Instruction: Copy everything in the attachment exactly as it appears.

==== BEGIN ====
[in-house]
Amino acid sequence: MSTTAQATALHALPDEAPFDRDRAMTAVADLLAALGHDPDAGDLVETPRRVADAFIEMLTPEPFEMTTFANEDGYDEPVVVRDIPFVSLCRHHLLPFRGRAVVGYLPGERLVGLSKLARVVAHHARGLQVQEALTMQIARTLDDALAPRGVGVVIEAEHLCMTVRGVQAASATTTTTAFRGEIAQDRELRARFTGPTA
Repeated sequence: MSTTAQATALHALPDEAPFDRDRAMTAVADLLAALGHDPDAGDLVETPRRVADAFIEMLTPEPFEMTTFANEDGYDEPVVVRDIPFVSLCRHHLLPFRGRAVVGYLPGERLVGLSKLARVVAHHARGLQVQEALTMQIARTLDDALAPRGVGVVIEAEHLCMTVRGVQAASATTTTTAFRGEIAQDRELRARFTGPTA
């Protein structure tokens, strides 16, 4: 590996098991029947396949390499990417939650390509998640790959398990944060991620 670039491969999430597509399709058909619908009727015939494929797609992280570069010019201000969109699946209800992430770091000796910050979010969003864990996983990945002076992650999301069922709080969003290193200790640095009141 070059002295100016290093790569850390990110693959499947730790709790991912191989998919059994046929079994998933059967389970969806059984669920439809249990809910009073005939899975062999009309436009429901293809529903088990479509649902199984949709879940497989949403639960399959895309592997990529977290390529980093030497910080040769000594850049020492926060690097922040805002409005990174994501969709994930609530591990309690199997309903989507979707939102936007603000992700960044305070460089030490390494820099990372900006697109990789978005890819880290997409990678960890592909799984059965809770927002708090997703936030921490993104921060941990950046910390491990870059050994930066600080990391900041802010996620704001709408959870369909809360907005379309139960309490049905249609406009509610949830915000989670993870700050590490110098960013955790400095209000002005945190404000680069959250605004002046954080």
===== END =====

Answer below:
[in-house]
Amino acid sequence: MSTTAQATALHALPDEAPFDRDRAMTAVADLLAALGHDPDAGDLVETPRRVADAFIEMLTPEPFEMTTFANEDGYDEPVVVRDIPFVSLCRHHLLPFRGRAVVGYLPGERLVGLSKLARVVAHHARGLQVQEALTMQIARTLDDALAPRGVGVVIEAEHLCMTVRGVQAASATTTTTAFRGEIAQDRELRARFTGPTA
Repeated sequence: MSTTAQATALHALPDEAPFDRDRAMTAVADLLAALGHDPDAGDLVETPRRVADAFIEMLTPEPFEMTTFANEDGYDEPVVVRDIPFVSLCRHHLLPFRGRAVVGYLPGERLVGLSKLARVVAHHARGLQVQEALTMQIARTLDDALAPRGVGVVIEAEHLCMTVRGVQAASATTTTTAFRGEIAQDRELRARFTGPTA
């Protein structure tokens, strides 16, 4: 590996098991029947396949390499990417939650390509998640790959398990944060991620 670039491969999430597509399709058909619908009727015939494929797609992280570069010019201000969109699946209800992430770091000796910050979010969003864990996983990945002076992650999301069922709080969003290193200790640095009141 070059002295100016290093790569850390990110693959499947730790709790991912191989998919059994046929079994998933059967389970969806059984669920439809249990809910009073005939899975062999009309436009429901293809529903088990479509649902199984949709879940497989949403639960399959895309592997990529977290390529980093030497910080040769000594850049020492926060690097922040805002409005990174994501969709994930609530591990309690199997309903989507979707939102936007603000992700960044305070460089030490390494820099990372900006697109990789978005890819880290997409990678960890592909799984059965809770927002708090997703936030921490993104921060941990950046910390491990870059050994930066600080990391900041802010996620704001709408959870369909809360907005379309139960309490049905249609406009509610949830915000989670993870700050590490110098960013955790400095209000002005945190404000680069959250605004002046954080």